Camouflage – by Mike Connor

I was squatting in a large bush on a small stream I fish regularly, watching a beautiful brown trout of about two pounds gracefully rising slowly and confidently to a series of olives which were hatching steadily. I had been watching the fish for about fifteen minutes, and was trying to figure out how best to get a cast at him without putting him down. The fish suddenly “stiffened” and sank slowly into the depths, and two other fish, smaller ones which I had not noticed up to that point, flashed past going downstream as if the devil was after them.

Damn I thought what happened there, what made them do that? And then I heard it too, two Anglers strolling along the bank looking for fish and discussing the water conditions, what flies to use etc. They were about thirty yards away at this point, and walking along the river bank about six or seven feet from the edge. They stopped at my bush, and continued talking for a while, I knew the older man slightly, and after listening for a few more minutes to their complaints about there being hardly any fish in the river, and how the canoeists were ruining everything etc I stepped out of the bush.

I think I must have frightened them half to death, the younger man dropped his fly-box, and the older man took several steps backwards and nearly fell in the river, he would have done but for bumping against a wire fence which stopped him taking the last step over the brink.

They were both quite angry, and asked me what the hell I thought I was doing hiding like that. I told them I was not hiding, I was fishing, and that is how I always do it. I must admit I was wearing a full camouflage suit including face mask and wrap around Polaroids, so it must have been something of a shock for them, they probably thought the Russians had invaded.

They were both wearing thigh waders, and very tasteful off white fishing vests over light tee-shirts and duck green trousers, the older gentleman had a very highly polished golden coloured reel which was flashing and glinting every time he moved, the bright white sheepskin patches on their fly vests looked like those things the army puts on dummies so you can hit them at 300 yards with a rifle. The general impression from a short distance was that of a perambulating Christmas tree!

After they had overcome their initial shock, we began exchanging pleasantries. They asked me if I had caught anything, (I had, several nice browns!) and I asked them if they had caught anything, (they had not!), the younger man then said that this was his worst season on this stream so far, last year there had still been some nice stocked rainbows in the stream, but he had not had a single one this season, in fact he was seriously considering leaving the club if things did not improve. He had never caught a brown trout here, and it was his considered opinion that there were none in the river. I refrained from commenting any further on this opinion.

The older gentleman who knew me from casting and tying classes at the club evenings asked me what flies I was using, I gave him two gold ribbed hares ears to try, he thanked me, and then asked if I knew a good place to try for a fish today. I walked down about seventy or eighty yards to the next weir with them, and showed them a place where there was usually a fish. The young man promptly waded across the gravel at the tail of the weir pool, until the water was almost slopping into his waders, and proceeded to false cast about fifteen times before plonking his fly down into the run about twenty five feet above and across from him.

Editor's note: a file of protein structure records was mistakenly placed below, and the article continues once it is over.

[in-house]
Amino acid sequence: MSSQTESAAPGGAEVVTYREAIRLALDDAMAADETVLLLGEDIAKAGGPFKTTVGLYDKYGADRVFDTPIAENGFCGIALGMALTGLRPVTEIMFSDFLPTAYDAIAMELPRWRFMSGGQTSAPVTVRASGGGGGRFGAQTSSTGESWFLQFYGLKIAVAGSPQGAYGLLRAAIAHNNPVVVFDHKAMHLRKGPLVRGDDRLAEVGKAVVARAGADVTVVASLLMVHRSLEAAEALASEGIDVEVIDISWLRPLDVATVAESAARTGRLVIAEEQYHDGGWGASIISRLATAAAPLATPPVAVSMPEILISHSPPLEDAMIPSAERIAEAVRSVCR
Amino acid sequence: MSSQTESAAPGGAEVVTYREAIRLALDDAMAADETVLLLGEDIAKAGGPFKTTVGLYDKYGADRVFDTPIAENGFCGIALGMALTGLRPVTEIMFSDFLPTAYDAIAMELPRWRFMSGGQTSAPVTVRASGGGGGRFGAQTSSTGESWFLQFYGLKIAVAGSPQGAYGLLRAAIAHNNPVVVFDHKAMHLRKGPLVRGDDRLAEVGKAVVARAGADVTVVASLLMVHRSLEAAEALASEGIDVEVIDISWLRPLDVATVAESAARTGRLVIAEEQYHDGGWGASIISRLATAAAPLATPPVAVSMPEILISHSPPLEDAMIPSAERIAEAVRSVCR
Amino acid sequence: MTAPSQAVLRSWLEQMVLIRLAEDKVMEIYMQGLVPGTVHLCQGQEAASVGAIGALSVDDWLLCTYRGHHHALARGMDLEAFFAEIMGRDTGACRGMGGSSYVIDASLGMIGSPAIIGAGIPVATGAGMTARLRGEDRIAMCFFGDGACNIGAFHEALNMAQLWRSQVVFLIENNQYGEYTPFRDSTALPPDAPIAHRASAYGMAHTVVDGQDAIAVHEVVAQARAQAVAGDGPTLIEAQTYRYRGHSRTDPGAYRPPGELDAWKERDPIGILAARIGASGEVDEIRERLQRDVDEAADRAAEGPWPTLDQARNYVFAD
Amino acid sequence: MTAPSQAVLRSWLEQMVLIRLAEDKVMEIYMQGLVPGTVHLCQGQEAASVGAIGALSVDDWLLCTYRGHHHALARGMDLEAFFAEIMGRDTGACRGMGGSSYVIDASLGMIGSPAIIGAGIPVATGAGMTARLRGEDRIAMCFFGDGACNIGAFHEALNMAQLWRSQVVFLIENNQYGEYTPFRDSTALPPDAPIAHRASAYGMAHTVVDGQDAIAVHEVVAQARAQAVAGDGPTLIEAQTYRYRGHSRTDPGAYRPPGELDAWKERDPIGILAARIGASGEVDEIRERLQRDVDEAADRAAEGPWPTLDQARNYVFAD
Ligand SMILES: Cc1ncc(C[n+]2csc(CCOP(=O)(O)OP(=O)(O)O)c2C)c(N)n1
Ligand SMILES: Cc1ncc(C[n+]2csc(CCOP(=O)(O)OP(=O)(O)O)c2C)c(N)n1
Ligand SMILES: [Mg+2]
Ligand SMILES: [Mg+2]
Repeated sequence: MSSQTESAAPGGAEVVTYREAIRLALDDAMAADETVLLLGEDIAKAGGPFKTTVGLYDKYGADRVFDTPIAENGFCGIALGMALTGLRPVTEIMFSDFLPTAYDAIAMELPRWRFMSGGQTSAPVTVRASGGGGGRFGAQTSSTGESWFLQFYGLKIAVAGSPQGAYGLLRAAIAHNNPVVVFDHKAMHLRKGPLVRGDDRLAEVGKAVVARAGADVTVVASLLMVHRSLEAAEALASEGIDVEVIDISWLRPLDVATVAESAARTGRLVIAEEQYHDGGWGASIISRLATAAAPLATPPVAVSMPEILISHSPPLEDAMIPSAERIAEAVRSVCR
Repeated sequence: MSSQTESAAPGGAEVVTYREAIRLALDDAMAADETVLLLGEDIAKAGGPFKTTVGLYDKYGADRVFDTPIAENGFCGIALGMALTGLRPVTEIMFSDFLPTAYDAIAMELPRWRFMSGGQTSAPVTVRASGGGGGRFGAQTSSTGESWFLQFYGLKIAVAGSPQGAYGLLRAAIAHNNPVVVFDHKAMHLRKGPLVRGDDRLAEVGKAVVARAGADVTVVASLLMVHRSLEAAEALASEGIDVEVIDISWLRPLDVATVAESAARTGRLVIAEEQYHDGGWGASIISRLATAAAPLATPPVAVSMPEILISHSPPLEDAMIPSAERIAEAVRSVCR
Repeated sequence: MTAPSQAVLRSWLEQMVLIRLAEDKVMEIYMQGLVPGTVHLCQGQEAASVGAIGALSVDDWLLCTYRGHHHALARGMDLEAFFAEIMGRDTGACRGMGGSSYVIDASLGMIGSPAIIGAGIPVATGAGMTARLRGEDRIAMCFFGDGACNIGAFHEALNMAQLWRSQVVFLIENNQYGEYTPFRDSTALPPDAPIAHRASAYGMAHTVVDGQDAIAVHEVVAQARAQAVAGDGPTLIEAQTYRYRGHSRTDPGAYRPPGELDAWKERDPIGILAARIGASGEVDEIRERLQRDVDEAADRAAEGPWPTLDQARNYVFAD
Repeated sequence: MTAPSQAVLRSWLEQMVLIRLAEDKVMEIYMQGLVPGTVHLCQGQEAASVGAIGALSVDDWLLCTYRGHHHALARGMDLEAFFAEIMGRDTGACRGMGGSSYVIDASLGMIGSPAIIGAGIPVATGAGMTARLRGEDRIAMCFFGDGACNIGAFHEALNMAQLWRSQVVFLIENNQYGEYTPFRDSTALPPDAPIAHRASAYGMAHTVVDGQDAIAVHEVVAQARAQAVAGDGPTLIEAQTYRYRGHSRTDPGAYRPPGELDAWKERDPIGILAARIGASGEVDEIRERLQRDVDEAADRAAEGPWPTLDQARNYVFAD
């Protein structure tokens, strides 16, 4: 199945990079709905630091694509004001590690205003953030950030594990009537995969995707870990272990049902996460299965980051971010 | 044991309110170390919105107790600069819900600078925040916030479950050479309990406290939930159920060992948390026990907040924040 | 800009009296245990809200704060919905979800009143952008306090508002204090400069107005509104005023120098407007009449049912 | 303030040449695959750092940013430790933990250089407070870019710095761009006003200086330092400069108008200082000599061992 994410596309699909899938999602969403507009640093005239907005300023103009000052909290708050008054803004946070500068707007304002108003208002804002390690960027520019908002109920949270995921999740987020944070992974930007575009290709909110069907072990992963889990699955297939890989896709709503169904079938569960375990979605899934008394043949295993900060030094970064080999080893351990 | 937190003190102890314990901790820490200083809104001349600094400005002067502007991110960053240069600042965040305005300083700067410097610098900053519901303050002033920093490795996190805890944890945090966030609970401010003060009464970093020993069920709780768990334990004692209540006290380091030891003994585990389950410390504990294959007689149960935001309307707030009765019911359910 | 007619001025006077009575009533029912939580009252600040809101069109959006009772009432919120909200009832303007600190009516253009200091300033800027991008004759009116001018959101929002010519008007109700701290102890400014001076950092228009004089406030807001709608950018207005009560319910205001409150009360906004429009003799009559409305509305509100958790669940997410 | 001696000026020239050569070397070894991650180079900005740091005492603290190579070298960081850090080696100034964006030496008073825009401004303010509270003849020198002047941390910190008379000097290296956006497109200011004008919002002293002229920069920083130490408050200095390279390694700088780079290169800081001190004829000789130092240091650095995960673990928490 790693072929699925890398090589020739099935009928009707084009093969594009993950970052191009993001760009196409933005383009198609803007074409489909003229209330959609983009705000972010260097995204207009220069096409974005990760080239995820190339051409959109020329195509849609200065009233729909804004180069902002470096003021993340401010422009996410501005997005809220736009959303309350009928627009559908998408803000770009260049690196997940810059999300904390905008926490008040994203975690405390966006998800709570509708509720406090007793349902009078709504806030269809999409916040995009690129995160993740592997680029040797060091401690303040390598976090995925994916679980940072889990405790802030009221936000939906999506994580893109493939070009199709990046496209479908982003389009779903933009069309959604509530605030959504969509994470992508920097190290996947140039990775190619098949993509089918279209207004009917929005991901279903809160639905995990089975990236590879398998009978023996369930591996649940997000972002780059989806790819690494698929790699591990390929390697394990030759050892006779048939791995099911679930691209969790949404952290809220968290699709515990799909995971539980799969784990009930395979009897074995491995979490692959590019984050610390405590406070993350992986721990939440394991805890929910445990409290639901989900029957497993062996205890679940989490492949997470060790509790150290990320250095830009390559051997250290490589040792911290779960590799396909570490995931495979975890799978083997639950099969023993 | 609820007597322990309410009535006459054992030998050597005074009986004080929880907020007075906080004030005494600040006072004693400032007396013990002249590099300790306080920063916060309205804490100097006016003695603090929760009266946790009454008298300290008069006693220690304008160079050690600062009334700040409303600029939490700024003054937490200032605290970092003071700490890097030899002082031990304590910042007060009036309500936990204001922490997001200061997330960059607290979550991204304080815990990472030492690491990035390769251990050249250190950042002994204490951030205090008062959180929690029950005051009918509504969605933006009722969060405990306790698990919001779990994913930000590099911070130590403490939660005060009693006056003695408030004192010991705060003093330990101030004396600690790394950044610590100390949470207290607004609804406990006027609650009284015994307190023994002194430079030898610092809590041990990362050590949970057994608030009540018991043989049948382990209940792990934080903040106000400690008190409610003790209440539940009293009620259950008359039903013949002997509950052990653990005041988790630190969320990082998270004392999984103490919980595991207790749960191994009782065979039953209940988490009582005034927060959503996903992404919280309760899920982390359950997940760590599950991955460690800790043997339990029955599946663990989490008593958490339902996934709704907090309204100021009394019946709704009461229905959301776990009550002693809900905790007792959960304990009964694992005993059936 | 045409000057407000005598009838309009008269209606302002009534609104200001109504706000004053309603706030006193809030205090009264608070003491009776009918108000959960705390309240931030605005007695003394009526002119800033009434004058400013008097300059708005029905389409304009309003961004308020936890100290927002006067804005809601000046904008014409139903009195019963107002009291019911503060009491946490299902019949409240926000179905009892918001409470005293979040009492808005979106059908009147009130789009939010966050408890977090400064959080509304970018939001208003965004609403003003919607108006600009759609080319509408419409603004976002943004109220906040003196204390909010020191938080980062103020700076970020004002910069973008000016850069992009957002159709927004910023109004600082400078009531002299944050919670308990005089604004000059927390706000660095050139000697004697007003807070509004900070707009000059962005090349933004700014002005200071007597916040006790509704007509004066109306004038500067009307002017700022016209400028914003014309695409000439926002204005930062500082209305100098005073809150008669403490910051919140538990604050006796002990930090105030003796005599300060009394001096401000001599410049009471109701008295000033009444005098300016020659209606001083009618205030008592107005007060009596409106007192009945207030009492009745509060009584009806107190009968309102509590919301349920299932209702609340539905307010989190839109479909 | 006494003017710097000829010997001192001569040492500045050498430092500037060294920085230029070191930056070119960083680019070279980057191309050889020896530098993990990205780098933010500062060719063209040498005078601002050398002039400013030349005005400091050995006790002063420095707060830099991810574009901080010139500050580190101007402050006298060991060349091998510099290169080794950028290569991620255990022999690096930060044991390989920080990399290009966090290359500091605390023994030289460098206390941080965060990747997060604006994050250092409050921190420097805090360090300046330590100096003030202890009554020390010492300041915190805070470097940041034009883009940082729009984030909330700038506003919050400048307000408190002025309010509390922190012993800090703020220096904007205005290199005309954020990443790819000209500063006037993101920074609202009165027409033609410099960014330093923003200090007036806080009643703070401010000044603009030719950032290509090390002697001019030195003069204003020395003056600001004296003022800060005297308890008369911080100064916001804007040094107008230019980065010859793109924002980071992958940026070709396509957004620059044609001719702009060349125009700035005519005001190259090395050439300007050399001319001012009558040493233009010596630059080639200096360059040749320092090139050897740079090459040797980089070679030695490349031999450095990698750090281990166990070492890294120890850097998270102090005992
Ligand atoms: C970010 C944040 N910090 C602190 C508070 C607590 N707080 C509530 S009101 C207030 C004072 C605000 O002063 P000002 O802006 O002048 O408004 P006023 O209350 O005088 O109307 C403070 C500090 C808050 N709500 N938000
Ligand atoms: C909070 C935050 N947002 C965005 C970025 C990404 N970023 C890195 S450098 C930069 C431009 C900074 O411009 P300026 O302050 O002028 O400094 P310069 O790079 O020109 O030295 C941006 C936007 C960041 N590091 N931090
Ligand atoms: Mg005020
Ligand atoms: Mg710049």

As luck would have it a suicidal rainbow of about eleven inches shot out of the run and grabbed his fly as he was dragging in line for another cast. After a lot of messing about he caught the fish, knocked it on the head and put it in the hand woven French creel attached to his wader belt. That is more like it was his enthusiastic comment as he waded back in again, lovely fish, I will just see if there are any more there!

I spoke for another few minutes with the older gentleman who asked me why I had no net or waders? and whether it was worth going to all that trouble and looking like a freak in camouflage gear? I told him I wore it to save ruining my other clothes, and that I very rarely wade any way on small streams and waders are too hot and clumsy anyway. His opinion was that most of the places on this stream were impossible to fish without wading because of all the trees and bushes in the way, he had thought of mentioning this at the last club meeting, it might be a good idea to clear some stretches were one would then be able to cast properly.

I declined to comment. I wished them both tight lines, and slowly made my way back to my car about three miles down stream. I couldn’t help thinking what some of my fishing companions years ago in Yorkshire might have said. I am certain it would have been unprintable , but somewhere along the lines of “study to be quiet.”

Tight lines!

Mike Connor


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